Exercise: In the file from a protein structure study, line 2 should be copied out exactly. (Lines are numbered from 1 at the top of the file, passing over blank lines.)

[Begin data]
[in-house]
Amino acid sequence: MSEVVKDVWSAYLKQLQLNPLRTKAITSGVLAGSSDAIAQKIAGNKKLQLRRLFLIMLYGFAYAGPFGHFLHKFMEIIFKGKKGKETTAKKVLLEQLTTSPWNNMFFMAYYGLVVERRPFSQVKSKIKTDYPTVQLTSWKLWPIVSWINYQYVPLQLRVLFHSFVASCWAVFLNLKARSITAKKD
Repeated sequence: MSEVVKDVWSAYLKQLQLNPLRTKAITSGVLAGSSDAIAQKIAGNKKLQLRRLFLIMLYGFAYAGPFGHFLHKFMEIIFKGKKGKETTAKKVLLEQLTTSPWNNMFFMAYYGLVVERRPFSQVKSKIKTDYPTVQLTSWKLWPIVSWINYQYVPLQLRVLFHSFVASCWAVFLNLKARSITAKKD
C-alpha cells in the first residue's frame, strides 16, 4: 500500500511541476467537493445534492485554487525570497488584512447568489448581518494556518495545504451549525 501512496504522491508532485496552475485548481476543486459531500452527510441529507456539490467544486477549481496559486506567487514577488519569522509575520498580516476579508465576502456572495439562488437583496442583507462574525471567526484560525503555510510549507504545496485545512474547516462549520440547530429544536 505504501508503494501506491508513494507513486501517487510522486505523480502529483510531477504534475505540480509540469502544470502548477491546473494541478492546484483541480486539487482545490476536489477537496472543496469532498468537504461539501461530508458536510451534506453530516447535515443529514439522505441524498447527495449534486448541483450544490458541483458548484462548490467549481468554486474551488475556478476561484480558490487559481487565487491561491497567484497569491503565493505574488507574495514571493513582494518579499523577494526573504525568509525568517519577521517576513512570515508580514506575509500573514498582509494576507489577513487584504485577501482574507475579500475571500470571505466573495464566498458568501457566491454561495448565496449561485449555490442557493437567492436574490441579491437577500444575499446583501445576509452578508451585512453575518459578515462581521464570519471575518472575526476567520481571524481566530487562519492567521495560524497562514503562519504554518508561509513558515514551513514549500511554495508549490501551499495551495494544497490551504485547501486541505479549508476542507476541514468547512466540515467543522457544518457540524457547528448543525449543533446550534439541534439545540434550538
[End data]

Amino acid sequence: MSEVVKDVWSAYLKQLQLNPLRTKAITSGVLAGSSDAIAQKIAGNKKLQLRRLFLIMLYGFAYAGPFGHFLHKFMEIIFKGKKGKETTAKKVLLEQLTTSPWNNMFFMAYYGLVVERRPFSQVKSKIKTDYPTVQLTSWKLWPIVSWINYQYVPLQLRVLFHSFVASCWAVFLNLKARSITAKKD